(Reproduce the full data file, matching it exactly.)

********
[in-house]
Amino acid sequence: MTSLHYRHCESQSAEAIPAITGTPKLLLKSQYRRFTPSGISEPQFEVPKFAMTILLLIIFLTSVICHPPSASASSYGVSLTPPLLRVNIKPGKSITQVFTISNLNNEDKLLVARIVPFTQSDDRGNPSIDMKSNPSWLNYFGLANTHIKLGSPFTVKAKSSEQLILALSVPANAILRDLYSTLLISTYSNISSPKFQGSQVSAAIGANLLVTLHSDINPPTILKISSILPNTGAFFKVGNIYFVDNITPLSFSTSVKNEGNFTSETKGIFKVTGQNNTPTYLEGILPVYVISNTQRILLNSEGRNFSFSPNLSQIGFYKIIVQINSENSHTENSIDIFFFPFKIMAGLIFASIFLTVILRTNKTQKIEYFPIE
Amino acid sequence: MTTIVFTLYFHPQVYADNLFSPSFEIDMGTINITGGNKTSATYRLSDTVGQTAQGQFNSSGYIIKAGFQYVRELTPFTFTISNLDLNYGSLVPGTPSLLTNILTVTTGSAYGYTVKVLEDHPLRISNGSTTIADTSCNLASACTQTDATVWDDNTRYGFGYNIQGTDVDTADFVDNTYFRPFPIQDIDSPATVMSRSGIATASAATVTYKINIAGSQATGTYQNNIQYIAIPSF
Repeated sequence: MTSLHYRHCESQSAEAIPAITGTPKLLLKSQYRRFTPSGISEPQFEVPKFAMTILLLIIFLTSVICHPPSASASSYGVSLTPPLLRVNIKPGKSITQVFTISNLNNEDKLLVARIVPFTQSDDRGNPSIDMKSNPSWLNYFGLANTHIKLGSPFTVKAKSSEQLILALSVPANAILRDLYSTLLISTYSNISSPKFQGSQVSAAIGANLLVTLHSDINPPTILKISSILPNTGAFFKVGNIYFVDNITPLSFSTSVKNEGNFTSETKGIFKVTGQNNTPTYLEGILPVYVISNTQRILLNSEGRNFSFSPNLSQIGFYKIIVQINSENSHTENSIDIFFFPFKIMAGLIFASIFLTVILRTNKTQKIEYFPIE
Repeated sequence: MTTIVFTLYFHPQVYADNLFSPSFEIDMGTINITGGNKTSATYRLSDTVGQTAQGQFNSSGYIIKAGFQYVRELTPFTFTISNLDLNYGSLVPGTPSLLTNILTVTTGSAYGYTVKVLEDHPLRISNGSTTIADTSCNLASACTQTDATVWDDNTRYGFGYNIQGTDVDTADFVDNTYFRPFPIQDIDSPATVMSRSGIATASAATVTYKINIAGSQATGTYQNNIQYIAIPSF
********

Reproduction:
[in-house]
Amino acid sequence: MTSLHYRHCESQSAEAIPAITGTPKLLLKSQYRRFTPSGISEPQFEVPKFAMTILLLIIFLTSVICHPPSASASSYGVSLTPPLLRVNIKPGKSITQVFTISNLNNEDKLLVARIVPFTQSDDRGNPSIDMKSNPSWLNYFGLANTHIKLGSPFTVKAKSSEQLILALSVPANAILRDLYSTLLISTYSNISSPKFQGSQVSAAIGANLLVTLHSDINPPTILKISSILPNTGAFFKVGNIYFVDNITPLSFSTSVKNEGNFTSETKGIFKVTGQNNTPTYLEGILPVYVISNTQRILLNSEGRNFSFSPNLSQIGFYKIIVQINSENSHTENSIDIFFFPFKIMAGLIFASIFLTVILRTNKTQKIEYFPIE
Amino acid sequence: MTTIVFTLYFHPQVYADNLFSPSFEIDMGTINITGGNKTSATYRLSDTVGQTAQGQFNSSGYIIKAGFQYVRELTPFTFTISNLDLNYGSLVPGTPSLLTNILTVTTGSAYGYTVKVLEDHPLRISNGSTTIADTSCNLASACTQTDATVWDDNTRYGFGYNIQGTDVDTADFVDNTYFRPFPIQDIDSPATVMSRSGIATASAATVTYKINIAGSQATGTYQNNIQYIAIPSF
Repeated sequence: MTSLHYRHCESQSAEAIPAITGTPKLLLKSQYRRFTPSGISEPQFEVPKFAMTILLLIIFLTSVICHPPSASASSYGVSLTPPLLRVNIKPGKSITQVFTISNLNNEDKLLVARIVPFTQSDDRGNPSIDMKSNPSWLNYFGLANTHIKLGSPFTVKAKSSEQLILALSVPANAILRDLYSTLLISTYSNISSPKFQGSQVSAAIGANLLVTLHSDINPPTILKISSILPNTGAFFKVGNIYFVDNITPLSFSTSVKNEGNFTSETKGIFKVTGQNNTPTYLEGILPVYVISNTQRILLNSEGRNFSFSPNLSQIGFYKIIVQINSENSHTENSIDIFFFPFKIMAGLIFASIFLTVILRTNKTQKIEYFPIE
Repeated sequence: MTTIVFTLYFHPQVYADNLFSPSFEIDMGTINITGGNKTSATYRLSDTVGQTAQGQFNSSGYIIKAGFQYVRELTPFTFTISNLDLNYGSLVPGTPSLLTNILTVTTGSAYGYTVKVLEDHPLRISNGSTTIADTSCNLASACTQTDATVWDDNTRYGFGYNIQGTDVDTADFVDNTYFRPFPIQDIDSPATVMSRSGIATASAATVTYKINIAGSQATGTYQNNIQYIAIPSF